|Change in climate that is attributed directly or indirectly to human activity that alters the composition of the global atmosphere and is additional to natural climate variability observed over comparable time periods.
|Urban agriculture, urban farming, or urban gardening is the practice of cultivating, processing, and distributing food in or around urban areas. Urban agriculture is also the term used for animal husbandry, aquaculture, urban beekeeping, and horticulture. These activities occur in peri-urban areas as well. Peri-urban agriculture may have different characteristics.
|The greenhouse effect is a natural process that warms the Earth's surface. When the Sun's energy reaches the Earth's atmosphere, some of it is reflected back to space and the rest is absorbed and re-radiated by greenhouse gases. The absorbed energy warms the atmosphere and the surface of the Earth.
|The process of increasing the average temperature of the Earth's oceans and atmosphere caused by massive emissions of gases that intensify the greenhouse effect, resulting from a range of human activities, especially the burning of fossil fuels and changes in land use (such as deforestation), as well as from various other secondary sources.
|Climate in a strict sense is generally defined as the average climate or, more rigorously, as the statistical description in terms of the average and variability of relevant quantities over a period ranging from months to thousands or millions of years. The classical period for the average of these variables is 30 years (climatological normal), as defined by the World Meteorological Organization. The relevant quantities are mostly surface variables, such as temperature, precipitation and wind.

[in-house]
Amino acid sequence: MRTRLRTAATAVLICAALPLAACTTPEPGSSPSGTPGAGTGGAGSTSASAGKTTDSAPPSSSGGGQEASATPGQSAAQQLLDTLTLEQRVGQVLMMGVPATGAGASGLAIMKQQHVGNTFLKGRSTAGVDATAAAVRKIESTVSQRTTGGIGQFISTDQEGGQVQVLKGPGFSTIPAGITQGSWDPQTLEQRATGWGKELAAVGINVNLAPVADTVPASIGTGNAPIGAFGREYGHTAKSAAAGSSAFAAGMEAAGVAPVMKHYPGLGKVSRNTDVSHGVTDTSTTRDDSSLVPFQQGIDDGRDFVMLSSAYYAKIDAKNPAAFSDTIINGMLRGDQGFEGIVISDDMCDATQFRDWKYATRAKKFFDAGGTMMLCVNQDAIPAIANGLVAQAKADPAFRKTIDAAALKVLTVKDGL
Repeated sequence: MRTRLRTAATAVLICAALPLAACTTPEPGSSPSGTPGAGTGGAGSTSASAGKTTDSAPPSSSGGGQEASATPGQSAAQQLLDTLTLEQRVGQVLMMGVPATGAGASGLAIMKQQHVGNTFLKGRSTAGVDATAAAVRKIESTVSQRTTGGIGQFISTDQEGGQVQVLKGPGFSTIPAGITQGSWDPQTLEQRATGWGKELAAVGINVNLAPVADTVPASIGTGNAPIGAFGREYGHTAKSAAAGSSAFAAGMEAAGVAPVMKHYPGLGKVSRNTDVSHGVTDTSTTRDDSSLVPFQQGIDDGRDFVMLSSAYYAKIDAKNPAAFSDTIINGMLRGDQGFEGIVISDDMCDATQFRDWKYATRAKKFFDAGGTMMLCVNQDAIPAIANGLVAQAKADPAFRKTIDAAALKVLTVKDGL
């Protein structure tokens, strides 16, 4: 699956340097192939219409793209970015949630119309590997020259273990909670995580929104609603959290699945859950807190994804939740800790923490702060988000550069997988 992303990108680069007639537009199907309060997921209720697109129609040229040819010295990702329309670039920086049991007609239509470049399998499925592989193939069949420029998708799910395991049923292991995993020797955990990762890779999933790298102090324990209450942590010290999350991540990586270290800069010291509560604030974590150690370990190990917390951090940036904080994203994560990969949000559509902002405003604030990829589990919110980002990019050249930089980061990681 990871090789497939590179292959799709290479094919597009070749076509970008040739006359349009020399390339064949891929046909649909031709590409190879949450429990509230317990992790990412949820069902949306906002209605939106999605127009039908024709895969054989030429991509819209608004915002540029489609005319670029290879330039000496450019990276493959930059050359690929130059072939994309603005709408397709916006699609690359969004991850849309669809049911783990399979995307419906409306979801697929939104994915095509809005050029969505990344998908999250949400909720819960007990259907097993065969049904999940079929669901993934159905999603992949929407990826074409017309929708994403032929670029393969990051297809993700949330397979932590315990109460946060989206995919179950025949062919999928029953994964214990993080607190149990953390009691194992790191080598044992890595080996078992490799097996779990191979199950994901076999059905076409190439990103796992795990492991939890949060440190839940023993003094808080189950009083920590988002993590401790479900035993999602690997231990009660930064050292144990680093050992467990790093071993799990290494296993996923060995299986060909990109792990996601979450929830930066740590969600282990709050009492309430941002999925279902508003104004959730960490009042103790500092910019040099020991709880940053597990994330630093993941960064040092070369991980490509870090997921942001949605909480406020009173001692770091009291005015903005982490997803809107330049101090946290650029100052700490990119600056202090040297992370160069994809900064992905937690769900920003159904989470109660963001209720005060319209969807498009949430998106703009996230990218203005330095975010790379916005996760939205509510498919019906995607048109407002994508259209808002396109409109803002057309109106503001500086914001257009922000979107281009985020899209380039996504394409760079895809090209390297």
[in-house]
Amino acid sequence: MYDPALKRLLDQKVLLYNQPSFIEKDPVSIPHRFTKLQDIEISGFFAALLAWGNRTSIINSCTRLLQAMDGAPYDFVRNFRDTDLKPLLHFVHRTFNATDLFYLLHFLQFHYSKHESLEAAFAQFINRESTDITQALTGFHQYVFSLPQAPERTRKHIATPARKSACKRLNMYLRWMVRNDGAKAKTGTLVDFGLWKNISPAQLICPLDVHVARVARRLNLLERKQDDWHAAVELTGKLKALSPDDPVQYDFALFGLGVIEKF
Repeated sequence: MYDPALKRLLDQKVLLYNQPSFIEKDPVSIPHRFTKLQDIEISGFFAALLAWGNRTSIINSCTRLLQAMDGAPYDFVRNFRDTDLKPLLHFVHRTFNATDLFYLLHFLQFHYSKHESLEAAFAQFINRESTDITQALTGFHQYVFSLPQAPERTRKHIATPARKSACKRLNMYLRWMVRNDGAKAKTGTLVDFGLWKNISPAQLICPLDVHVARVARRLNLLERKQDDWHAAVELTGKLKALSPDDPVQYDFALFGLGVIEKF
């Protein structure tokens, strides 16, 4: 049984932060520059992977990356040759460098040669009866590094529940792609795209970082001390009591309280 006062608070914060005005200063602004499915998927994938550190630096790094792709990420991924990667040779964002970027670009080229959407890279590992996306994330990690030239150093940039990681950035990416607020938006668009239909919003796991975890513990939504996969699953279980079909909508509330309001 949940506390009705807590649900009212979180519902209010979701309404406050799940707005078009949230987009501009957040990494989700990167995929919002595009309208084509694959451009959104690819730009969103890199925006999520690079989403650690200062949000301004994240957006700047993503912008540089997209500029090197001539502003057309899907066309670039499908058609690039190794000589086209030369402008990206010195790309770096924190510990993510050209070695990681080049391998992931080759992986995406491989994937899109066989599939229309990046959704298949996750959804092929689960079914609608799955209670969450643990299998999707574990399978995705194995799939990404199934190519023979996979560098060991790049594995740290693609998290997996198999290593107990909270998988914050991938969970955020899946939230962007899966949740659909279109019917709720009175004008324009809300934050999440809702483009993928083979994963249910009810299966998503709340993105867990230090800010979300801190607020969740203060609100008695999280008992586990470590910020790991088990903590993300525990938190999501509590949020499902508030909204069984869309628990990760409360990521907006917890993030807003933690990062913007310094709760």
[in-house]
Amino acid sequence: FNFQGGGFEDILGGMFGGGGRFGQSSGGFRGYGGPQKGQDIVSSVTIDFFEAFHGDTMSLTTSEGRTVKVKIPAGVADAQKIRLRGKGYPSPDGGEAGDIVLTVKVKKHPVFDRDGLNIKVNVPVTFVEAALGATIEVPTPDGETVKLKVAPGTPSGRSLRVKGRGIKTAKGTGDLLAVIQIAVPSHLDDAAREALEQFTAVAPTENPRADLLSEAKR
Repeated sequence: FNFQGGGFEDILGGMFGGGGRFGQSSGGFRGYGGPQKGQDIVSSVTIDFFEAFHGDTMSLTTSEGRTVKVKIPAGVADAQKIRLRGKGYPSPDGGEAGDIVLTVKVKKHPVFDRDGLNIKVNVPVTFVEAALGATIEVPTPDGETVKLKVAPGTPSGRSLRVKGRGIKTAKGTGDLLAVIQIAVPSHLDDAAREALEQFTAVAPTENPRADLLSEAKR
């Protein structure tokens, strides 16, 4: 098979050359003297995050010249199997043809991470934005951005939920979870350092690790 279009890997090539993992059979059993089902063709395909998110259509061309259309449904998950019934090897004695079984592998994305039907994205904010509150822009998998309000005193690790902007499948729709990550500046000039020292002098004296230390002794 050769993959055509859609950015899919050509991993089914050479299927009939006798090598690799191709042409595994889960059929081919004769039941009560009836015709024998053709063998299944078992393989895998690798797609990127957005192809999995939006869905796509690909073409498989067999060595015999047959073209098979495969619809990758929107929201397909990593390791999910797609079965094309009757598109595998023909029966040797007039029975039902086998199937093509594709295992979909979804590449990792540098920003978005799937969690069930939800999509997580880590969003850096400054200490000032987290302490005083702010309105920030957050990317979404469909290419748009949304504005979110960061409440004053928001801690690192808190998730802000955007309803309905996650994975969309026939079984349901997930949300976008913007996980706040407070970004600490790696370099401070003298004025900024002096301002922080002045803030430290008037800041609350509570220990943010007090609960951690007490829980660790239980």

|Adaptation to climate change
|The local level is the bedrock of adaptation, so EU support must help increase local resilience. (Forging a climate-resilient Europe - the new EU Strategy on Adaptation to Climate Change - EU document)
|Whereas greenhouse gases released by the biosphere is often seen as a feedback or internal climate process, greenhouse gases emitted from volcanoes are typically classified as external by climatologists. Greenhouse gases, such as CO2, methane and nitrous oxide, heat the climate system by trapping infrared light. Volcanoes are also part of the extended carbon cycle. Over very long (geological) time periods, they release carbon dioxide from the Earth's crust and mantle, counteracting the uptake by sedimentary rocks and other geological carbon dioxide sinks.